Peanut oil

also known as groundnut oil or arachis oil, is a vegetable oil derived from peanuts. The oil has a strong peanut flavor and aroma. It is often used in American, Chinese, South Asian and Southeast Asian cuisine, both for general cooking, and in the case of roasted oil, for added flavor.

Peanut oil
Peanut oil

Peanut paste

is a product of peanuts used in sauces, cookies, crackers (and other baked goods), breakfast cereals and ice cream, and peanut paste is the main ingredient in some peanut butter recipes?

Dried fruit is fruit from which the majority of the original water content has been removed either naturally, through sun drying, or through the use of specialized dryers or dehydrators. Dried fruit has a long tradition of use dating back to the fourth millennium BC in Mesopotamia, and is prized because of its sweet taste, nutritive value, and long shelf life.Today, dried fruit consumption is widespread. Nearly half of the dried fruits sold are raisins, followed by dates, prunes, figs, apricots, peaches, apples and pears. These are referred to as “conventional” or “traditional” dried fruits: fruits that have been dried in the sun or in heated wind tunnel dryers. Many fruits such as cranberries, blueberries, cherries, strawberries and mango are infused with a sweetener (e.g. sucrose syrup) prior to drying. Some products sold as dried fruit, like papaya, kiwi fruit and pineapple are most often candied fruit, dried fruits retain most of the nutritional value of buying fresh fruits. The specific nutrient content of the different dried fruits reflects their fresh counterpart and the processing method.

Peanut paste
Peanut paste

Preservation

Given that the production of peanut by-products is seasonal their use in food processing or animal feeding over the whole year requires adequate preservation and storage. Drying may preserve peanut skins, peanut hulls and peanut vines but excess drying may decrease intake and nutritive value. Conversely, the main constraints to preserve peanut meals are water and oil contents. According to previous mycological surveys, peanuts are frequently contaminated by the fungal species Aspergillus flayus link, which can produce the aflatoxin (Achar et al. 2009). This infection can occur during transportation or storage of peanut meals. Aflatoxins are highly toxic and carcinogenic secondary metabolites of concern in food safety (Achar et al. 2009). In addition, it is well recognised that oxidation of the lipid fraction of peanut meals is a major cause of deterioration in fatty peanuts due to the high degree of fatty acid unsaturation (Talcott et al. 2005). Polyunsaturated fatty acids, specifically linoleic and linolenic acids, are very susceptible to oxidation even under mild ambient conditions and are easily incorporated into the chain mechanism of lipid peroxidation, to yield free and peroxy radicals (Talcott et al. 2005). Lipid oxidation is usually implicated as the primary cause of decreased shelf life, adverse tastes, loss of nutrients and generation of undesirable aromas during extended storage of peanut meals (Reed et al. 2002). So, it is important to develop preservation methods for the peanut meal. At present, no information about the preservation of peanut meals is available. The current study concerned storage of peanut meals in world where poor storage practice leads to heavy deterioration caused by fungi and fatty acid oxidation. However, silage storage may be a simple, cheap, and efficient procedure to preserve peanut meals. The inclusion of peanut meals, even those with moisture and oil, into multi-nutrient blocks has proved to be a promising way for their utilization (Yu et al. 2007; Jamdar et al. 2010).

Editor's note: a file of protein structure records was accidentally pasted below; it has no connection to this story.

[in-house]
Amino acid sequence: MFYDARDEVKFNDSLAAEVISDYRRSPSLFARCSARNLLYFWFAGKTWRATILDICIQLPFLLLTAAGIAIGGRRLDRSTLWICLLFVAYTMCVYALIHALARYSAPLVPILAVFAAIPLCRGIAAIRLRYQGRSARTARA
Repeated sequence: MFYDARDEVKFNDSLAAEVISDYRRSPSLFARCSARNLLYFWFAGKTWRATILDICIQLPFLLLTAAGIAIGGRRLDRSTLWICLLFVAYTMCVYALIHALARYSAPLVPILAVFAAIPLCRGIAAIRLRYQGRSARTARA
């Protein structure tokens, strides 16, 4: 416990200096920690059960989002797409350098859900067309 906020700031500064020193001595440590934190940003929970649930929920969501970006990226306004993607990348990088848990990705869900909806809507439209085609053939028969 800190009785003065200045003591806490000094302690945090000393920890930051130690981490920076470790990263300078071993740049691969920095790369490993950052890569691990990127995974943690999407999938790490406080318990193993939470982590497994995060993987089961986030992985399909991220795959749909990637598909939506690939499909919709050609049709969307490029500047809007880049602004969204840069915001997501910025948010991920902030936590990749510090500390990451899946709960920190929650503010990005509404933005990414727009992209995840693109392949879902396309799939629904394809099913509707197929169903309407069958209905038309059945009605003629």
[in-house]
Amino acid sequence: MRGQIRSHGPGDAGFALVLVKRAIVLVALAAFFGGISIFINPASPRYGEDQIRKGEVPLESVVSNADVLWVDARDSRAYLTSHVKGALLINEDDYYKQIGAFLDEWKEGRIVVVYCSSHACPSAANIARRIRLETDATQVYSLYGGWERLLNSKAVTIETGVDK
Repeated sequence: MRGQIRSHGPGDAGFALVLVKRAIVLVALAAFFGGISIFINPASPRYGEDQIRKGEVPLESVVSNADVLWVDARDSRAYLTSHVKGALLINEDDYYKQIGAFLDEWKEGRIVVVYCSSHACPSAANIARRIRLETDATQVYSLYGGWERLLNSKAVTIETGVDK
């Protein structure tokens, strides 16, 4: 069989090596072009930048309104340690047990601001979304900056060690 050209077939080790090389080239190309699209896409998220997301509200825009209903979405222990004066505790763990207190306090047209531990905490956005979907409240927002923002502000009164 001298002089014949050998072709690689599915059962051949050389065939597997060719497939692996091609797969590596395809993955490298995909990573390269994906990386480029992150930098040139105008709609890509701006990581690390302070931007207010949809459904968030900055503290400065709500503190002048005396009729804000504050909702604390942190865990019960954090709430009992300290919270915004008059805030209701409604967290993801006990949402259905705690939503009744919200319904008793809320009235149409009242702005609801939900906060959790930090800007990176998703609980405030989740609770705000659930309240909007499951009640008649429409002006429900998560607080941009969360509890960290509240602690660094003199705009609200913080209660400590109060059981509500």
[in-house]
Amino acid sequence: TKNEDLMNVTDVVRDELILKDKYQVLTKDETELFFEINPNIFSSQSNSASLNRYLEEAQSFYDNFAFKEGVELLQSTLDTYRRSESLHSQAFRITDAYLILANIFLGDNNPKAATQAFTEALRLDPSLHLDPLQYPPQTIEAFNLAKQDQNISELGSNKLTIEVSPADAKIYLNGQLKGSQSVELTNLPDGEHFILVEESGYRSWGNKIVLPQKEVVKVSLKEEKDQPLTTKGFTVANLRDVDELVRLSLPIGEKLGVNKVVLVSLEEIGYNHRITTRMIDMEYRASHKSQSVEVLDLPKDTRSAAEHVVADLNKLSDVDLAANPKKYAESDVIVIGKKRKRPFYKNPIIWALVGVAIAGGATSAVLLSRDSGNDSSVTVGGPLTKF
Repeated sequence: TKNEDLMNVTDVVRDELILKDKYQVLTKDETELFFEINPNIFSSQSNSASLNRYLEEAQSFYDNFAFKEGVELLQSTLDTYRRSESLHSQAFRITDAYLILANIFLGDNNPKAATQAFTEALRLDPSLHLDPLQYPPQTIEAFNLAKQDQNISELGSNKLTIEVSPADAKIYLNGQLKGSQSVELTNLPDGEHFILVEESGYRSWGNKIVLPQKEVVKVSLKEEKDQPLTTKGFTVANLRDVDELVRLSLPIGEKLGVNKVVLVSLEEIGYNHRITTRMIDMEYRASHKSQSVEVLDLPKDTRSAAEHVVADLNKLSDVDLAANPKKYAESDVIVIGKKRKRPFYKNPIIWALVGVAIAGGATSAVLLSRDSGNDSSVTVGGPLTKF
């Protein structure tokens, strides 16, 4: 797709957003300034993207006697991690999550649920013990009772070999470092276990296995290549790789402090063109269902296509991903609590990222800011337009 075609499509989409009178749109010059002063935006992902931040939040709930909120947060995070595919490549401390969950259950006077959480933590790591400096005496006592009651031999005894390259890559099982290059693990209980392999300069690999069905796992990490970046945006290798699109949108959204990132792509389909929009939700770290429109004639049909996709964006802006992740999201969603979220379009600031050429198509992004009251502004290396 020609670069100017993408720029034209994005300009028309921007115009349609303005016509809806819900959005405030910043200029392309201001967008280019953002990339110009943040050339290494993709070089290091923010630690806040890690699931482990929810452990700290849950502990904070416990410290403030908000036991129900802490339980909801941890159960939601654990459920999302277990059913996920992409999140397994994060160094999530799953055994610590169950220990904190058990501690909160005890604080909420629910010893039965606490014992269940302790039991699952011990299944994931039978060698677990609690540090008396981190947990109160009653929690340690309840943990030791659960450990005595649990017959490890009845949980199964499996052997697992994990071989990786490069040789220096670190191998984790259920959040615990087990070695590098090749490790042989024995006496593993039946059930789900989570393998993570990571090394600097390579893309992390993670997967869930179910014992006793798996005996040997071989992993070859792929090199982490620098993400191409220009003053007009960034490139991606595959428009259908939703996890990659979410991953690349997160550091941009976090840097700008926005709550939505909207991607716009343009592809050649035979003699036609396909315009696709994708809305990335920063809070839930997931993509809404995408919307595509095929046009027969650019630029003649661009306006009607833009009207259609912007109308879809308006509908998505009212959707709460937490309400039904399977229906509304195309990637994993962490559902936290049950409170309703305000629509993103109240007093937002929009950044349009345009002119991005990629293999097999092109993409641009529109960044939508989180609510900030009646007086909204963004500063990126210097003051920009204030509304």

Peanut protein